Who is an endocrinologist?
An endocrinologist is a specialist doctor who treats imbalances of hormones or the endocrine system of the body. An endocrinologist is trained for almost two to three years in endocrinology after completing four years of medical schooling and three years of post-graduation in internal medicine.
Hormones are secreted by the endocrine glands of the body. Different hormones have different actions. Each hormone acts on a specific body part. They help in the growth and development of the body and regulate various bodily functions. Some hormones help in your growth and development, some help in regulating your blood pressure and temperature, and others help a woman to conceive or become pregnant.
Hormones play an indirect yet crucial role in your
Endocrinology is a branch of the medical field that deals with diseases related to hormones and the glands that secrete them (endocrine glands). The glands that secrete the hormones include:
- Pancreas: A gland located in your abdomen that makes insulin and glucagon.
- Thyroid: A butterfly-shaped gland in your neck that controls your metabolism, energy, and brain growth and development.
- Pituitary gland: A pea-sized gland located at the base of your brain that controls all the other hormones.
- Adrenal glands: A pair of glands, one on each side of the abdomen, located on the top of your kidneys. They exert control on your blood pressure, metabolism, stress response, and sex hormones.
- Parathyroid glands: Four small glands in your neck that control the level of calcium in your blood.
- Hypothalamus: A small gland located at the base of your brain that controls body temperature, hunger, and thirst.
- Ovaries: Reproductive glands (gonads) in females that contain eggs.
- Testes: Reproductive glands (gonads) in males that contain sperms.
- Pineal gland: A gland found near the center of the brain that may be linked to sleep patterns.
- Thymus: A gland in the upper part of your chest that helps in the development of the body’s immune system during the early stages of your life.
What type of diseases does an endocrinologist treat?
An endocrinologist treats diseases due to the imbalance of hormones in the body. Endocrine diseases may be either due to an increase or decrease in the production or secretion of hormones.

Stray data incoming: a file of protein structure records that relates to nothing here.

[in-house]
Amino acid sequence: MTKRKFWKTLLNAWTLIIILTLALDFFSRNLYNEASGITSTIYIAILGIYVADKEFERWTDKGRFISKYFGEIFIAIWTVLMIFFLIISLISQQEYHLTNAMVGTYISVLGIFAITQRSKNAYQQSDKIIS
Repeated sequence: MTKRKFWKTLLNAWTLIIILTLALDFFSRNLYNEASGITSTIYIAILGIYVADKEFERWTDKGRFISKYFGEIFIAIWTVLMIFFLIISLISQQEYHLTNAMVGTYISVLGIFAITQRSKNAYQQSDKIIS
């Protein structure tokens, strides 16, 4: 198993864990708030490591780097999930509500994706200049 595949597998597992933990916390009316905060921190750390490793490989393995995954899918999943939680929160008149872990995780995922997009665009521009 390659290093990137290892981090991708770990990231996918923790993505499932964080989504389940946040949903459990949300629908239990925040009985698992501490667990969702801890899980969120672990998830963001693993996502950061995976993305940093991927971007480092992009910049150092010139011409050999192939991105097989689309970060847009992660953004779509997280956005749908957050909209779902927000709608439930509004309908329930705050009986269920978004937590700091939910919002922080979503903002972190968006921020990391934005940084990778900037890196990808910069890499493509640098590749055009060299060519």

The most common diseases treated by an endocrinologist include:
Other diseases that an endocrinologist treats include:
- Polycystic ovarian disease (PCOD)
- Addison’s disease (deficiency of hormones in adrenal glands)
- Cushing’s syndrome (excessive production of the hormone cortisol which leads to weight gain and puffy face)
- Gigantism (a child whose bones and body parts grow abnormally fast)
- Dwarfism (abnormally short stature)
- Certain cancers of the endocrine glands
Why would someone see an endocrinologist?
You would be referred to an endocrinologist by your family doctor, or you can visit him/her on your own if you have the following signs:
- You are a diabetic and
- You have abnormalities found in your thyroid blood tests
- You have developed brittle bones (osteoporosis)
- You are a female with irregular periods
- If you have a short stature that does not match your age
- Usually, mothers approach the endocrinologist for this problem in their children during puberty.
- You suffer from excessive hair loss (alopecia)
- You are a male whose breast size is increasing (gynecomastia)
What tests are used by an endocrinologist?
Your endocrinologist will ask you a lot of questions that may seem irrelevant to you, but these are necessary because an endocrine disease affects the whole body.
Several tests usually asked for by an endocrinologist include:
- Blood sugar level
- Complete blood count
- Kidney function test
- Liver function test
- Thyroid function tests
- Thyroid antibodies test including thyroid peroxidase (TPO) antibodies
- Cortisol level
- Adrenocorticotropic hormone (ACTH) level
- Prolactin level
- Testosterone level
- The doctor may order a urine sugar test if you have diabetes.
Your endocrinologist may order the following radiological tests to ascertain his diagnosis:
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Symptoms of Hashimoto's thyroiditis may include dry skin, fatigue, weight gain, feeling cold, excessive sleepiness, dry skin, dry coarse hair, difficulty swallowing, a lump in the front of the throat, muscle cramps, mood changes, vague aches and pains, problems concentrating, leg swelling, constipation, and depression.
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Hyperthyroidism is an excess of thyroid hormone due to an overactive thyroid gland. Symptoms can include increased heart rate, weight loss, heart palpitations, frequent bowel movements, depression, fatigue, fine or brittle hair, sleep problems, thinning skin, and irregular vaginal bleeding.
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